Regional Public Journalism
Play Live Radio
Next Up:
0:00 0:00
Available On Air Stations
00000179-65ef-d8e2-a9ff-f5ef8d430000The Hanford Nuclear Reservation in southeast Washington was home to Native Americans and later to settlers. It turned into an top-secret military workhorse during World War II and the Cold War. Now, it’s one of the most pressing and complex environmental cleanup challenges humanity is facing in the world.This remote area in southeast Washington is where the federal government made plutonium for bombs during WWII and the Cold War. It’s now home to some of the most toxic contamination on earth, a witch’s brew of chemicals, radioactive waste and defunct structures. In central Hanford, leaking underground tanks full of radioactive sludge await a permanent solution. Meanwhile, a massive $12 billion waste treatment plant, designed to bind up that tank waste into more stable glass logs, has a troubled history.00000179-65ef-d8e2-a9ff-f5ef8d440000Anna King is public radio's correspondent in Richland, Washington, covering the seemingly endless complexities of the Hanford Nuclear Reservation.

Gregoire’s Relationship With Hanford Long And Complex

When Governor Chris Gregoire leaves office in January, she’ll take with her nearly a quarter-century’s worth of expertise on one of the most contaminated places on earth. Cleanup of the Hanford Nuclear Reservation has been one of her top priorities. Before Gregoire was governor, she worked on Hanford issues as the state’s attorney general and before that as ecology director.

Gregoire knows cleaning up Hanford is no easy task. She’s been involved longer than many of the top federal site managers. And despite all of the problems and complexities she’s still optimistic.

“Frankly, if we can do what we did in preparation for the bomb in World War II we can solve this problem,” she says.

The process of making plutonium during WWII and the Cold War left 56 million gallons of radioactive sludge at Hanford. It’s stored in leaking tanks near the Columbia River. The government is building a $12 billion massive factory here in the desert to treat that waste. But concerns over the plant’s design have stalled some parts of its construction.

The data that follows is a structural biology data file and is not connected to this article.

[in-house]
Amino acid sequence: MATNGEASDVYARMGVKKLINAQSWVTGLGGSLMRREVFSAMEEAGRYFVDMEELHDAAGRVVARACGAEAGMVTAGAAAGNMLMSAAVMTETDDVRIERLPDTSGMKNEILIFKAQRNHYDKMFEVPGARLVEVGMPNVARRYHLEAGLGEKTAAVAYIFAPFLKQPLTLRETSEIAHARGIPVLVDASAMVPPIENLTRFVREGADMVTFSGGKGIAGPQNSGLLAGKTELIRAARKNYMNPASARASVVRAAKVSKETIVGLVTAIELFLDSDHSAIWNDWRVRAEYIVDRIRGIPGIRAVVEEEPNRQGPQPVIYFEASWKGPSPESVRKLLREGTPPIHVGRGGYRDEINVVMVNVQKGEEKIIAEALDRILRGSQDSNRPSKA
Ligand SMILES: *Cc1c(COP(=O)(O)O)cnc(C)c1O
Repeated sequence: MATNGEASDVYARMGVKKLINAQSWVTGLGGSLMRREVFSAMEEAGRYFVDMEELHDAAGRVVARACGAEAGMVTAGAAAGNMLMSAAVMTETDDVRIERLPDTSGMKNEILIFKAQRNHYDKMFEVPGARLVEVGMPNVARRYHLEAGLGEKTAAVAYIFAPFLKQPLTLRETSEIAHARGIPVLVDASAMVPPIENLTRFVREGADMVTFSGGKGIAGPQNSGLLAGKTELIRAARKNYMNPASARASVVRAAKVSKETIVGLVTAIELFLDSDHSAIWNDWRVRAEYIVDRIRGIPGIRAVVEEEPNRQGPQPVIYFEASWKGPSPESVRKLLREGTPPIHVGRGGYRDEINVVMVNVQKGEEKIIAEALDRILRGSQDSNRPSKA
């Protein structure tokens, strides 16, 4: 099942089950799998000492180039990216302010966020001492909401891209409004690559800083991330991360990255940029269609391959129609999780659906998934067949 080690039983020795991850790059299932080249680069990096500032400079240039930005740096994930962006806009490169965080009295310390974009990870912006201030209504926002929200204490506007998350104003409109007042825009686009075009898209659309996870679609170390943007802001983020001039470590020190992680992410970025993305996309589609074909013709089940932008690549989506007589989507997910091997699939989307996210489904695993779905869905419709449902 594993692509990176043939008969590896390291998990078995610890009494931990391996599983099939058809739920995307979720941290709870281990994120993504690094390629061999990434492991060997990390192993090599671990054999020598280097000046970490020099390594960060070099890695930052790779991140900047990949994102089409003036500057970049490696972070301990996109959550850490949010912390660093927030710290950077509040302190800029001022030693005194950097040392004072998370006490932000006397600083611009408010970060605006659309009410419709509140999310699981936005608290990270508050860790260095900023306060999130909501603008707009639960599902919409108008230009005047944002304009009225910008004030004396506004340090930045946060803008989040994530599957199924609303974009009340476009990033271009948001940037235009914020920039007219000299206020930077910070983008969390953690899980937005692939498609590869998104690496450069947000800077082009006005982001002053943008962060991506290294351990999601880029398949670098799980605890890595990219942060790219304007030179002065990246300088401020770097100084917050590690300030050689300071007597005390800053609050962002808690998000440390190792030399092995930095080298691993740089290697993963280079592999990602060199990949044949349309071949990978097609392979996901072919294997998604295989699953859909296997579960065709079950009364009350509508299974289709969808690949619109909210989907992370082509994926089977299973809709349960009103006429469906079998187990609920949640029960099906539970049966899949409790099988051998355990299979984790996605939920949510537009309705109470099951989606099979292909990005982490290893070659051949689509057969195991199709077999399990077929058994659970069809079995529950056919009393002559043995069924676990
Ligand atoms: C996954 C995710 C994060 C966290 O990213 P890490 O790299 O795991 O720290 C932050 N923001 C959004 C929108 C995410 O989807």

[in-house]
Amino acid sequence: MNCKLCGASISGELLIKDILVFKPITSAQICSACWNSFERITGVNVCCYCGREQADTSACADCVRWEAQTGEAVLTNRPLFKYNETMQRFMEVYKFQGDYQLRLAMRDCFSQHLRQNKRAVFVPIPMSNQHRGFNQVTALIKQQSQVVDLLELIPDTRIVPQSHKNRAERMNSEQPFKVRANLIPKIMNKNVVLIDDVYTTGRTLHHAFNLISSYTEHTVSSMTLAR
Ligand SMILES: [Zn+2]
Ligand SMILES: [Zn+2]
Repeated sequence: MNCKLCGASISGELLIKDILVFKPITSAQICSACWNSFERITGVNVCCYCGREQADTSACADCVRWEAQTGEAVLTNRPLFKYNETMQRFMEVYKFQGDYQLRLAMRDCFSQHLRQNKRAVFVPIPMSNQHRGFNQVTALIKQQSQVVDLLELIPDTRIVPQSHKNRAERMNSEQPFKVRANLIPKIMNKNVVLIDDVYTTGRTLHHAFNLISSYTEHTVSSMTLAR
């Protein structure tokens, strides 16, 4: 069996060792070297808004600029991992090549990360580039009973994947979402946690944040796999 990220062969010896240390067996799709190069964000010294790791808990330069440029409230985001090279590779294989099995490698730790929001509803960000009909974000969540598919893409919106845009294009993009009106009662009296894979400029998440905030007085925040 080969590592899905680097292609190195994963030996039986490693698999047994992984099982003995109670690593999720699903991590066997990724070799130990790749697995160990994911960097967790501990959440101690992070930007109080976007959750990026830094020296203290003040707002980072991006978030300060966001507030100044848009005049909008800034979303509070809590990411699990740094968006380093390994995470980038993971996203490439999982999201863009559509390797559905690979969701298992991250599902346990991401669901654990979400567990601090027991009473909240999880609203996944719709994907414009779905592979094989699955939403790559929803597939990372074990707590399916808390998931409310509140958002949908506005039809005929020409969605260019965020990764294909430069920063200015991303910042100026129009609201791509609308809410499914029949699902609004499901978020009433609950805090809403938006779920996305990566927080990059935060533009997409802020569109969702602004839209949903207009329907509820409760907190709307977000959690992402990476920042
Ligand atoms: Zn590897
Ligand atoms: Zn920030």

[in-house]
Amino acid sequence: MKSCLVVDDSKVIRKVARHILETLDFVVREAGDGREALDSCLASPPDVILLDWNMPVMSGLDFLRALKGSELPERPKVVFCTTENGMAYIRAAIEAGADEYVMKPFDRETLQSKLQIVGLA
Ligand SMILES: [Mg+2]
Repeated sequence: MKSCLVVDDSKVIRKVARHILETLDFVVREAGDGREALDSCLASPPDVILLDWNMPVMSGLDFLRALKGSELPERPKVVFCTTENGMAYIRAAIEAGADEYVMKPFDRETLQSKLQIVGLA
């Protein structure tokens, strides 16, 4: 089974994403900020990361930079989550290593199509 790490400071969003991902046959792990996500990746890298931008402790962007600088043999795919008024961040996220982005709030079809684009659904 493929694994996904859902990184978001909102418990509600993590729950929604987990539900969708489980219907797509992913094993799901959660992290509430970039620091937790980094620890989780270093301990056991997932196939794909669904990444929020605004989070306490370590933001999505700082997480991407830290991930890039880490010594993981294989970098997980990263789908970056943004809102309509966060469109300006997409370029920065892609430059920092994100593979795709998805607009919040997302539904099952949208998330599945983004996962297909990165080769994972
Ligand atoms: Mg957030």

Gregoire says she’s disappointed she didn’t see the plant’s completion during her time as governor. She says she was especially befuddled by a two-year work stoppage that started in 2006. That happened after it became clear the plant wasn’t designed with the possibility of a large-scale earthquake in mind.

“Probably the biggest disappointment is when we stop and say, ‘What happens if we have an earthquake?’ Really? We didn’t think about that before?" Gregoire says. "I know it’s a remote chance, but you have to have thought about that before. To me, that’s fairly rudimentary. So I’m very disappointed that Energy didn’t dot ‘I’s and cross ‘t’s that are so basic as that.”

Now, there are fresh issues with the plant. Like corrosion and erosion in the pipes, and the possibility of flammable gas building up inside mixing vessels.

Tom Carpenter with Seattle-based watchdog group Hanford Challenge says he wishes Gregoire would have been more aggressive with state oversight. But Gregoire says she’s been partnering with U.S. Secretary of Energy, Steven Chu, environmental agencies and contractors to try move ahead.

“We’re all working together now, trying to solve some of the issues that we’ve got over there knowing full well that the more that can agree the better off we are to get this thing back on track …”

Back on track still means Washington's radioactive waste won't be cleaned up for several decades. By that time, Gregiore will have long been written into the history books.

Anna King calls Richland, Washington home and loves unearthing great stories about people in the Northwest. She reports for the Northwest News Network from a studio at Washington State University, Tri-Cities. She covers the Mid-Columbia region, from nuclear reactors to Mexican rodeos.